Use a combination of small apertures and wide lens to take a number of photographs exploring deep depth of field. Because of the small apertures you’ll be working with slow shutter speeds and may need to use a tripod or rest the camera on a stable surface to prevent ‘camera shake’ at low ISOs. Add one or two unedited sequences, together with relevant shooting data and an indication of your selects, to your learning log. Achieving deep depth of field might appear easy compared to the difficulties of managing shallow depth of field. We’re surrounded by images made with devices rather than cameras whose short focal lengths and small sensors make it hard to achieve anything other than deep depth of field. The trick is to include close foreground elements in focus for an effective deep depth of field image. Foreground detail also helps to balance the frame, which can easily appear empty in wide shots, especially in the lower half. When successful, a close viewpoint together with the dynamic perspective of a wide-angle lens gives the viewer the feeling that they’re almost inside the scene.
Liverpool Street Station at f16
It would have been very easy to choose a rural vistas for this exercise as I live in the east Anglian Country side. I purposely choose to do something different I am exploring the idea of documenting parts of my life and this presents opportunities, indeed challenges to me to think and shot differently as part of this course.
In looking at this exercise I chose an 18mm (27mm equivalent on a 35mm format camera) wide angle lens and set its aperture to f16, its slowest f ratio. Even with the cameras ISO set to 2200, this still yielded shutter speeds of between 1/4 and 1/12 of a second. Using the hand rail on the upper balcony rail of the arrival and departure hall at Liverpool Street station as a makeshift support for the cameras I was able to record the scene. tripods are forbidden in this space so I was improvising! whilst there is some movement as subjects moved during the exposure , the station building and furniture are sharply frozen in time form the front to the back of the sen
The scene had the appropriate level of depth as required in the exercise and I thought it would be a test for the lenses resolving power at it narrowest aperture.. The images show the effect of a wide lens and narrow aperture, there is a wealth of detail and depth in the foreground, mid ground and in the distance. My choice of subject did throw in some interesting effects though. With the relatively long exposures some of the people in the images have been frozen because they remained still, but those that were walking are blurred. The overall effect creates a kinetic sense of movement and action of people in motion within the the scene, whilst still freezing the station. These are deep depth of field images, showing the effect of the smallest prepare on the lens. I was reminded of the photographers of the Group f64* seeking to capture the maximum level of detail in images, trying to capture a new perspective on reality, using photography to make a statement about a new art.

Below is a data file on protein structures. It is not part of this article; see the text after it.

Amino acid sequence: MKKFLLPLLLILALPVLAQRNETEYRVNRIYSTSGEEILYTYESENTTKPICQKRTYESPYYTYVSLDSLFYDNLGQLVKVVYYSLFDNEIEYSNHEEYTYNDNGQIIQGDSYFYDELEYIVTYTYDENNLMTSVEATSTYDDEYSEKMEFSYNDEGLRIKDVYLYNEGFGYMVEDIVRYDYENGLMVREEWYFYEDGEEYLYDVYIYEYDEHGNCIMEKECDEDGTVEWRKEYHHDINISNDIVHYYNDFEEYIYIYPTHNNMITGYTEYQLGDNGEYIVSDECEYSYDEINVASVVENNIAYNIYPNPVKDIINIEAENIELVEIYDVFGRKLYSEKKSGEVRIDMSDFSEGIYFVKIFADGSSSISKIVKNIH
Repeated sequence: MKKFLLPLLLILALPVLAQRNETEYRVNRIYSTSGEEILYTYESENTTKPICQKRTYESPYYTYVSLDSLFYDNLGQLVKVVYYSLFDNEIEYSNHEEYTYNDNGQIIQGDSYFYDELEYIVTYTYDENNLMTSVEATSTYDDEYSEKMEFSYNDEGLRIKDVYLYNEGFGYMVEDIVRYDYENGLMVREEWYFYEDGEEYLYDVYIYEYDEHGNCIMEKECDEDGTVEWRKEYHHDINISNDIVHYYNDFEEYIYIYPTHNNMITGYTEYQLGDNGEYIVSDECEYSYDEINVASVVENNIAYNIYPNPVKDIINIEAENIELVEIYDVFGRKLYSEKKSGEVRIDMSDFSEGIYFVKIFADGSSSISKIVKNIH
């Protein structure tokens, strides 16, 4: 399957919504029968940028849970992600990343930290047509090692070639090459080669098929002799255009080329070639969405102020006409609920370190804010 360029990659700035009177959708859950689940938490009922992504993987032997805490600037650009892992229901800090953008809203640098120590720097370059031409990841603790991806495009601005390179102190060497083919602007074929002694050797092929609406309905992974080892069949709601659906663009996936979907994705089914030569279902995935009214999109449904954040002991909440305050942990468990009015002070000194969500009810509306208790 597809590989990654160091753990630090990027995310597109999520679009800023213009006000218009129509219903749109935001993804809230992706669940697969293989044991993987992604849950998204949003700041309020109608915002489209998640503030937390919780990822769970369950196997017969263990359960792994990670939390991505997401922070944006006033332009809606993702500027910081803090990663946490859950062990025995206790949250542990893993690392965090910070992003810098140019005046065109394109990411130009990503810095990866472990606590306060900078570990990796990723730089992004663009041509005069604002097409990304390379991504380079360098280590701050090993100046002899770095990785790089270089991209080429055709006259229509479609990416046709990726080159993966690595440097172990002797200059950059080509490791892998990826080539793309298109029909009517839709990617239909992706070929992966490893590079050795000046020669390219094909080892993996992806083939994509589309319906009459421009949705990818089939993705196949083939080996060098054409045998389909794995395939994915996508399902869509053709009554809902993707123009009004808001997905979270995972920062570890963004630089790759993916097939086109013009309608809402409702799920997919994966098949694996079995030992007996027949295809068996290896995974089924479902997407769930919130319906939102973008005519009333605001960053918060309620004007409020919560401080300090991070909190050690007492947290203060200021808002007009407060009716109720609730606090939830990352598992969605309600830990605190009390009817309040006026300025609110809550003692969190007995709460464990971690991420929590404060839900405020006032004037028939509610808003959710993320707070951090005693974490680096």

At f16 I was not quite eligible for the group!
18mm f16 at 1/4 sec
A selection of the unprocessed images
18mm f16 at 1/10 sec
18mm f16 at 1/12 sec
18mm f16 at 1/10 sec
18mm f16 at 1/40 sec *
Group f64 where a group of American landscape photographers in the early 20th century whose style and approach was to produce very sharp well framed realist ( some times called a modernist style) landscape views of the United States. There was an epic sense of the American wilderness in their work that said something about the place beyond the mountains and forests pictured in their images. some members of the group were also known for the outspoken views about what they saw as less authentic pictorialist images. The tensions between Adams and Key exponents of the group were Edward Weston, Ansel Adams and Imogen Cunningham.
Use a combination of wide apertures, long focal lengths and close viewpoints to take a number of photographs with shallow depth of field. (Remember that smaller f numbers mean wider apertures.) Try to compose the out-of-focus parts of the picture together with the main subject. Add one or two unedited sequences, together with relevant shooting data and an indication of your selects, to your learning log.
Wide apertures create shallow depth of field, especially when combined with a long focal length and a close viewpoint. In human vision the eye registers out-of-focus areas as vague or indistinct – we can’t look directly at the blur. But in a photograph, areas of soft focus can form a large part of the image surface so they need to be handled with just as much care as the main subject.